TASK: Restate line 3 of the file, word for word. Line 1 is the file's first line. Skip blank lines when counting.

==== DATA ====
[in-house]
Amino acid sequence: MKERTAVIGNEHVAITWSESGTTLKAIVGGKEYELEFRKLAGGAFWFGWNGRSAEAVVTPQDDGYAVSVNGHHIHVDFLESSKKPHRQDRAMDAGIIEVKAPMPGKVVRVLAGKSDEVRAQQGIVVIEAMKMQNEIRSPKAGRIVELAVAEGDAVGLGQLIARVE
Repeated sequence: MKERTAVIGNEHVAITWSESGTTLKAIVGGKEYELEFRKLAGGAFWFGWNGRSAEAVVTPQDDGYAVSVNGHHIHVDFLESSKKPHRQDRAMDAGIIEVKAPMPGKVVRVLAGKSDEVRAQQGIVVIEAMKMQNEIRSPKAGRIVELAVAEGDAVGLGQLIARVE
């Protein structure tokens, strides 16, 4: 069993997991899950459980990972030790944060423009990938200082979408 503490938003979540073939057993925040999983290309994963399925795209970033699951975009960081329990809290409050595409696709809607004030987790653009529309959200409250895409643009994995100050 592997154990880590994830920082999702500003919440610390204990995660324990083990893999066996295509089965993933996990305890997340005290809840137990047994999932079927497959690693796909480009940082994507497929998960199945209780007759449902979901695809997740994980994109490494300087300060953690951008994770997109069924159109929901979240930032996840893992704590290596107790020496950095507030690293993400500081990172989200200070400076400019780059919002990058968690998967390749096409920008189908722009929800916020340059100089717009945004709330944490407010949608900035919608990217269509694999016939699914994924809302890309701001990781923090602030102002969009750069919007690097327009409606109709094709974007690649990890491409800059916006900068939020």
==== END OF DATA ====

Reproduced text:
Repeated sequence: MKERTAVIGNEHVAITWSESGTTLKAIVGGKEYELEFRKLAGGAFWFGWNGRSAEAVVTPQDDGYAVSVNGHHIHVDFLESSKKPHRQDRAMDAGIIEVKAPMPGKVVRVLAGKSDEVRAQQGIVVIEAMKMQNEIRSPKAGRIVELAVAEGDAVGLGQLIARVE